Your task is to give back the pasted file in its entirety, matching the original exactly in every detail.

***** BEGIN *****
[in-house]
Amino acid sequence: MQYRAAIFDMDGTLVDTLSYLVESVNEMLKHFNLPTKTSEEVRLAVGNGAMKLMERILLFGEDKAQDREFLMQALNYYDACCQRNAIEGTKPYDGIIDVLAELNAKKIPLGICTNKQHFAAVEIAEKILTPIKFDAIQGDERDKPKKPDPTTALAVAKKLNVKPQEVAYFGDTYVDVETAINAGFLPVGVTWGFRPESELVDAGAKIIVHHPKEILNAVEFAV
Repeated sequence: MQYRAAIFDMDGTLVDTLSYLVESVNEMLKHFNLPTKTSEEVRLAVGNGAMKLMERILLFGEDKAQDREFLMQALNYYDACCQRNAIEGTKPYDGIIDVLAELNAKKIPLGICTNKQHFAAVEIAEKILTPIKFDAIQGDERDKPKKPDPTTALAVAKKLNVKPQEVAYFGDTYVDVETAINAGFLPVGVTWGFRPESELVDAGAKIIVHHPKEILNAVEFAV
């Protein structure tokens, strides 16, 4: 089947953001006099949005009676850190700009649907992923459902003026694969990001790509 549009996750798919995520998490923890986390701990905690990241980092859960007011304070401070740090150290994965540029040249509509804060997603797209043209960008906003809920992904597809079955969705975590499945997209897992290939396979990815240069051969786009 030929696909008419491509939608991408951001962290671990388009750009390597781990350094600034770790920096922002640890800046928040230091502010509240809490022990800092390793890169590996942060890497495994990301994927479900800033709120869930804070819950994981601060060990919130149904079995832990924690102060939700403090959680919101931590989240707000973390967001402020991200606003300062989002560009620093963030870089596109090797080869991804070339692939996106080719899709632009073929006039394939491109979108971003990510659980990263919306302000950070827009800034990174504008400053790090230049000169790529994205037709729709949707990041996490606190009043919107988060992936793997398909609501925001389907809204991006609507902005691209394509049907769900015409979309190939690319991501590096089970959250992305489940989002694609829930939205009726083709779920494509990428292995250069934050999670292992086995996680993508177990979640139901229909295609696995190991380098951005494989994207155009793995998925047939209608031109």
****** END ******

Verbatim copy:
[in-house]
Amino acid sequence: MQYRAAIFDMDGTLVDTLSYLVESVNEMLKHFNLPTKTSEEVRLAVGNGAMKLMERILLFGEDKAQDREFLMQALNYYDACCQRNAIEGTKPYDGIIDVLAELNAKKIPLGICTNKQHFAAVEIAEKILTPIKFDAIQGDERDKPKKPDPTTALAVAKKLNVKPQEVAYFGDTYVDVETAINAGFLPVGVTWGFRPESELVDAGAKIIVHHPKEILNAVEFAV
Repeated sequence: MQYRAAIFDMDGTLVDTLSYLVESVNEMLKHFNLPTKTSEEVRLAVGNGAMKLMERILLFGEDKAQDREFLMQALNYYDACCQRNAIEGTKPYDGIIDVLAELNAKKIPLGICTNKQHFAAVEIAEKILTPIKFDAIQGDERDKPKKPDPTTALAVAKKLNVKPQEVAYFGDTYVDVETAINAGFLPVGVTWGFRPESELVDAGAKIIVHHPKEILNAVEFAV
């Protein structure tokens, strides 16, 4: 089947953001006099949005009676850190700009649907992923459902003026694969990001790509 549009996750798919995520998490923890986390701990905690990241980092859960007011304070401070740090150290994965540029040249509509804060997603797209043209960008906003809920992904597809079955969705975590499945997209897992290939396979990815240069051969786009 030929696909008419491509939608991408951001962290671990388009750009390597781990350094600034770790920096922002640890800046928040230091502010509240809490022990800092390793890169590996942060890497495994990301994927479900800033709120869930804070819950994981601060060990919130149904079995832990924690102060939700403090959680919101931590989240707000973390967001402020991200606003300062989002560009620093963030870089596109090797080869991804070339692939996106080719899709632009073929006039394939491109979108971003990510659980990263919306302000950070827009800034990174504008400053790090230049000169790529994205037709729709949707990041996490606190009043919107988060992936793997398909609501925001389907809204991006609507902005691209394509049907769900015409979309190939690319991501590096089970959250992305489940989002694609829930939205009726083709779920494509990428292995250069934050999670292992086995996680993508177990979640139901229909295609696995190991380098951005494989994207155009793995998925047939209608031109």